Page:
“Nonlinearity Engineering” &
“Nonlinear Feedback-Driven Laser-Material Interactions”
Can we engineer outcomes of nonlinear and stochastic processes to achieve desired, pre-planned functionalities with minimal intervention?
Nonlinearity Engineering approach gladly relinquishes absolute control over the many degrees of freedom of the system under study, in return for global control by setting the terms and parameters of its governing equations.
While the concept is general and independent of specific implementations, we first conceived of and demonstrated Nonlinearity Engineering in the field of ultrafast lasers (first theoretical proposition, Ilday, et al., J. Opt. Soc. Am. B, 2002, first experimental demonstration, Ilday, et al., Phys. Rev. Lett., 2004 and later, Ilday, et al., Nature Photon., 2010, also see recognition of our approach in the review of J. Dudley, et al., Nature Photon., 2012), and most recently in laser-induced nanostructuring of surfaces (Ilday, et al., Nature Photon., 2013). From laser physics to self-organized nanostructures and more recently to self-assembled nanomaterials (Nature Commun., 2017), this is already a very diverse set of systems with no physical relationship to each other.
Ultrafast material processing in the ablation-cooled regime
We have recently invented a new regime of laser-material processing (Nature, 2016), which is accessed with ultrafast pulse repetition rates in the range of multi-GHz, in contrast to the traditional ultrafast regime using kHz repetition rates. As a result, we achieved 10-100 times higher ablation efficiency (volume per incident energy). At the GHz repetition rates, there is so little time between the pulses that heat diffusion becomes negligible compared to cooling by the ejection of material during ablation, hence the name, ablation cooled. This is the fundamental reason for increased efficiency. Also, instead of using 10s to 100s of microjoule pulse energy, several orders of magnitude lower energies are used. This is so because, in the ablation-cooled regime, thousands of pulses interact collectively with the material.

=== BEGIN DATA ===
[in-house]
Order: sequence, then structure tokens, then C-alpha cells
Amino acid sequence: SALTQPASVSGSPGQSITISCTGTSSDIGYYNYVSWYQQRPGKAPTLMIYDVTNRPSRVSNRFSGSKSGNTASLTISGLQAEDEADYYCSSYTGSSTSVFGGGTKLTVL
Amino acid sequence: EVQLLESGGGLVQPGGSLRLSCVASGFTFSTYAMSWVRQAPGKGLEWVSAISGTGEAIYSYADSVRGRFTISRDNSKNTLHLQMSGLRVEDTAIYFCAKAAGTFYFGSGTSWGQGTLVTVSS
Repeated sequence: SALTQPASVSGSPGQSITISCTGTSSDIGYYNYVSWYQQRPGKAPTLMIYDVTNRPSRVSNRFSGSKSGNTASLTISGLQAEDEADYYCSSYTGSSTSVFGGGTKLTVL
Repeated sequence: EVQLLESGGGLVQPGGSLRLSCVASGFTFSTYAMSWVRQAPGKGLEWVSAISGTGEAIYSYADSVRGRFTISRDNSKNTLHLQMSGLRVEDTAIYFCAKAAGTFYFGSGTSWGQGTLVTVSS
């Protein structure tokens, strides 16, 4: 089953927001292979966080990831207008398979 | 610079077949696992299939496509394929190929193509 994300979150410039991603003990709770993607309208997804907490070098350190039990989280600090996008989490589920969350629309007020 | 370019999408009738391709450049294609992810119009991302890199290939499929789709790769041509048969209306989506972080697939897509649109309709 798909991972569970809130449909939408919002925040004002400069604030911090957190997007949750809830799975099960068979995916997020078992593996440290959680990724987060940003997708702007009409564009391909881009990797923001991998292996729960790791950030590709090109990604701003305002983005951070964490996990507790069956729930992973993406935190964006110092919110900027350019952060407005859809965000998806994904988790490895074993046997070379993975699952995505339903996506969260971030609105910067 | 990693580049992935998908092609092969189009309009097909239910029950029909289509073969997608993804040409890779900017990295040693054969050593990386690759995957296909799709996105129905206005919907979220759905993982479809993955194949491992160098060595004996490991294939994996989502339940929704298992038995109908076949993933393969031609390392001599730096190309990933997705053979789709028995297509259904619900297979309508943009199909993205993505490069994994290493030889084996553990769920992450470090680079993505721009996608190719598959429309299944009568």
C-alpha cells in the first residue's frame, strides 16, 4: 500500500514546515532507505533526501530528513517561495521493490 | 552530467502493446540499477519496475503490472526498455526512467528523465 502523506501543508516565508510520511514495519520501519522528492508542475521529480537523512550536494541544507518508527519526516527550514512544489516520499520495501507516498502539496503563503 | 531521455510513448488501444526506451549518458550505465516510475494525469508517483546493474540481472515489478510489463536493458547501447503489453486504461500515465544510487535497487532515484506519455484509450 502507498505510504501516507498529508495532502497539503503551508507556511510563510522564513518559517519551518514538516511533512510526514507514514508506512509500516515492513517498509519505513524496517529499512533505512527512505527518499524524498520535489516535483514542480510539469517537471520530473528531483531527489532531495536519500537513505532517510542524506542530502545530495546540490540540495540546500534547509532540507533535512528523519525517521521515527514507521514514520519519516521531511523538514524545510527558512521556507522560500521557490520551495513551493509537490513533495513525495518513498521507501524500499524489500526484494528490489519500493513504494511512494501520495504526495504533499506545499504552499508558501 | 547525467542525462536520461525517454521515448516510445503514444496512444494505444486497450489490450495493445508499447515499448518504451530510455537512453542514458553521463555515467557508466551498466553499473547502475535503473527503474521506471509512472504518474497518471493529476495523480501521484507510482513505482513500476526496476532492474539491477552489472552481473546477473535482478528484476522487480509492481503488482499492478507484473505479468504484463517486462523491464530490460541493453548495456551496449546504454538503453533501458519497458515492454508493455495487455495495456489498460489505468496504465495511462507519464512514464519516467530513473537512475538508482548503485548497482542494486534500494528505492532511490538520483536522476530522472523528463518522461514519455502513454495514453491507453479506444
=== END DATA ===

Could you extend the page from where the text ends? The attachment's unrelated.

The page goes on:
Precision material processing with record-high efficiency
The benefits of the ablation-cooled regime has been proven on a diverse and rapidly expanding set of industrially important materials, including various metals, semiconductors, heat-sensitive piezoelectric and magnetic materials, different medical implants, glasses and other transparent materials.
Ultrafast and ultra-efficient laser surgery
The most important future application of this regime will likely be laser surgery. UFOLAB has already reported record-high speeds in the cutting of brain, corneal tissue, and dentine (Nature, 2016). UFOLAB is working with medical doctors to develop ultrafast and ultra-efficient laser surgeries.
Nonlinear physics of mode-locked lasers
Mode-locked fibre lasers enable ultrafast science with enormous scientific, industrial and medical impact. However, to date, there is no general theory of mode-locked operation that allows to design a mode-locked laser, in other words, to determine, a priori, a sequence of optical cavity elements for desired laser operation.
Starting circa 2000, we have been applying Nonlinearity Engineering to discover new mode-locking regimes. This has already led to the discovery of two of the five well-known mode-locking regimes, namely the similariton (Ilday et al., Physical Review Letters, 2004) and soliton-similariton lasers (Oktem et al., Nature Photon., 2010).
We are particularly interested in developing a theoretical framework that unifies all the known mode-locking regimes, namely, soliton, dispersion-managed soliton, dissipative soliton, similariton, soliton-similariton and predict new ones.
Laser-controlled self-organization and self-assembly
Imagine, as a very distant goal, the Replicator technology from the sci-fi series Star Trek. Can we aim for a capability that resembles the Replicator via laser-driver self-organization? Both our fundamental understanding of driven self-organization and present technology comes woefully short. At the same time, there is no physical law that prevents it; our long-term motivation is to develop a 3D material synthesizer of complex materials with pre-programmed structure through laser-driven self-organization. There is no physical law that precludes this, since any biological organism accomplishes all of the above, but our fundamental understanding as well as technology is completely inadequate.
We have recently developed an approach, Nonlinear Laser Lithography, that exploits the nonlocal nonlinear interference of the incoming laser beam and its scatterings from the surface (Oktem, et al., Nature Photonics, 2013). This way, growth of the nanostructures is initiated from surface roughness (i.e., fluctuations) through a nonlinear and nonlocal positive feedback mechanism. The total optical field at any point is determined by the incident laser field and the scattered light from the surrounding surface, in a mathematical form similar to that of a hologram.
The height and shape of the structures are regulated by a negative feedback that kicks in as the structures grow in height. This approach has allowed us to demonstrate high-speed fabrication of nanostructures with sub-1-nm uniformity over millimeters.